High School Non Fiction Teacher Resources
Find High School Non Fiction educational ideas and activities
Showing 1 - 20 of 348 resources
What do your fifth graders know about types of fiction, nonfiction, and poetry? Find out as they fill out this questionnaire that requires them to list authors and texts that exemplify each genre. Not only will you be able to assess what they know, you'll be able to get an idea of what they like to read.
Students analyze ethics issues as they read science fiction works. In this science and ethics lesson, students read science fiction short stories of their choosing, investigate the ethics issues raised in the stories, and present dramatic presentations to their classmates. Students discuss the implications of the ethics issues presented in class.
Students explore human migration, refugees and human rights. They read articles about immigration, create a migration journal, and participate in a mock human rights commission meeting. After collecting information about immigration, students write articles and create a newsletter about human rights, immigration, and possible solutions to immigration issues.
Students participate in a poetry and prose reading of their original work. In this creative writing instructional activity, students write poems, fiction, and non-fiction to present in an individual performance. Students work in groups to prepare a coffee house style public reading.
Young children read the story, Berlioz the Bear and complete various reading and writing activities. They learn about fiction and non-fiction, and complete graphing and writing activities for the story. Youngsters draw the bear and use different types of artistic techniques to illustrate their favorite part of the story.
Take a trip to the stars with this lesson, which is based on four stories about space exploration ("The Adventures of Sojourner: The Mission to Mars that Thrilled the World," "Franklin R. Chang-Diaz," "Beneath Blue Winters," and "Out There"). Not only will your class enjoy the exciting tales of astronomy, they will be able to practice their listening and speaking skills as well as reading and writing. The lesson is differentiated into Beginning, Intermediate, and Advanced levels.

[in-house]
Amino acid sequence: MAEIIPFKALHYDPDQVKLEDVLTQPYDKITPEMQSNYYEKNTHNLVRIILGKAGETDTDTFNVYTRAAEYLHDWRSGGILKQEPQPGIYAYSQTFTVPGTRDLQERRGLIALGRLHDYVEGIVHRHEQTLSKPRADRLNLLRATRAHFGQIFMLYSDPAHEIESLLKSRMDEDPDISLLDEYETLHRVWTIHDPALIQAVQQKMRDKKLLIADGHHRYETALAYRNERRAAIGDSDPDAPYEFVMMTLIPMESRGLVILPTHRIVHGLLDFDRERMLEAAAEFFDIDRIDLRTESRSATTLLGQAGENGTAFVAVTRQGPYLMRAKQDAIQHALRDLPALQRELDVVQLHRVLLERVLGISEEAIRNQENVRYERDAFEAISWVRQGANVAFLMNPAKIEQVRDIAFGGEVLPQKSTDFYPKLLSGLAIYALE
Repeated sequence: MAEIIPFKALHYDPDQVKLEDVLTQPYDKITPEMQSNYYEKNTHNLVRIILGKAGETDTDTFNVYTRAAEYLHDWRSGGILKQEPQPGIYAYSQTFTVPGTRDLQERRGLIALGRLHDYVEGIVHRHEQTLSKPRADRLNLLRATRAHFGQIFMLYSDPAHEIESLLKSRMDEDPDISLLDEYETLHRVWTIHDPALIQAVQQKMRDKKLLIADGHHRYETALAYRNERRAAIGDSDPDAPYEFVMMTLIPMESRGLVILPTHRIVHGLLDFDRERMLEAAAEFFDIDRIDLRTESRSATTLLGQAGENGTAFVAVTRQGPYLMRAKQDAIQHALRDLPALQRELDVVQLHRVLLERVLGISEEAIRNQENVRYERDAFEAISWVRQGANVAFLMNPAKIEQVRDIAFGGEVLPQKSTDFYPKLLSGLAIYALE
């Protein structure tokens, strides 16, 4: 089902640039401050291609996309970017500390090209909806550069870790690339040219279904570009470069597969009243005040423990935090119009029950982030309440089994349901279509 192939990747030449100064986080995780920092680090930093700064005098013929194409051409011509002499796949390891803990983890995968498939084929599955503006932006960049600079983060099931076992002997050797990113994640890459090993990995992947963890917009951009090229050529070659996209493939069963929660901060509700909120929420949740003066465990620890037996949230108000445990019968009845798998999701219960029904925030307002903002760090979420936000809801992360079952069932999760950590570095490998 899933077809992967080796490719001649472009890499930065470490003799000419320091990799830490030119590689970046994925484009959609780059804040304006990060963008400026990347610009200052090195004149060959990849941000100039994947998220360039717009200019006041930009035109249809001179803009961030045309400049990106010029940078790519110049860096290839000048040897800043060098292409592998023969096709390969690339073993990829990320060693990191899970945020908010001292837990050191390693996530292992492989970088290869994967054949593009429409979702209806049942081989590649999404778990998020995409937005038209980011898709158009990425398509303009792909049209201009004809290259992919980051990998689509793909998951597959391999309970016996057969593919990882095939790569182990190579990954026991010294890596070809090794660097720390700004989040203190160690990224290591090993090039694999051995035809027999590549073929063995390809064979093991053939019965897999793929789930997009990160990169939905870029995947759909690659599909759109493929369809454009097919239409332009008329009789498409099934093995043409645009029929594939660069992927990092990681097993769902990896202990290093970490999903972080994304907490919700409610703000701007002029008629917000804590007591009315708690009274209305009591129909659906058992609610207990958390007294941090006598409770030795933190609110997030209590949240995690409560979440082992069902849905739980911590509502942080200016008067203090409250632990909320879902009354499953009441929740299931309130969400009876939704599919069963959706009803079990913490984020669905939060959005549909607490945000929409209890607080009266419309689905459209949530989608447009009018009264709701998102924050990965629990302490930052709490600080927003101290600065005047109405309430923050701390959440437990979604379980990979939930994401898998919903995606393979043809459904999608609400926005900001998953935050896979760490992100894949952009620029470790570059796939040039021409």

Your emerging readers know not to judge a book by its cover, but they can categorize these titles into either fiction or nonfiction. There are four book covers pictured here, and scholars record the titles under the corresponding text type. There are a few introductory sentences explaining the difference, however you will want to review this with the class ahead of time. Challenge them to explain their reasoning.
Seventh graders research the six European "postage stamp" (small) countries and research interesting facts about them. In groups, they are assigned to one of the six countries of Andorra, Liechtenstein, Malta, Monaco, San Marino, or Vatican City. On poster board, 7th graders create a postage stamp for their country.
Begin with an online pre-quiz about West Nile Virus. Using a fictional scenario, young epidemiologists read how it is transmitted and examine the stages of the life cycle of a mosquito. They imagine that they are members of the Centers for Disease Control and Prevention, formulating plans for identifying infected persons and how to contain the spread of the virus. The 35-page lesson plan provides beneficial background information, worksheets, resource links, answer keys to ensure success at teaching this mini-unit to your biology masters.
Young readers analyze non-fiction books for features that help them to predict the book's usefulness as a resource tool. They consider such features as: bold print, table of contents, illustrations and headings.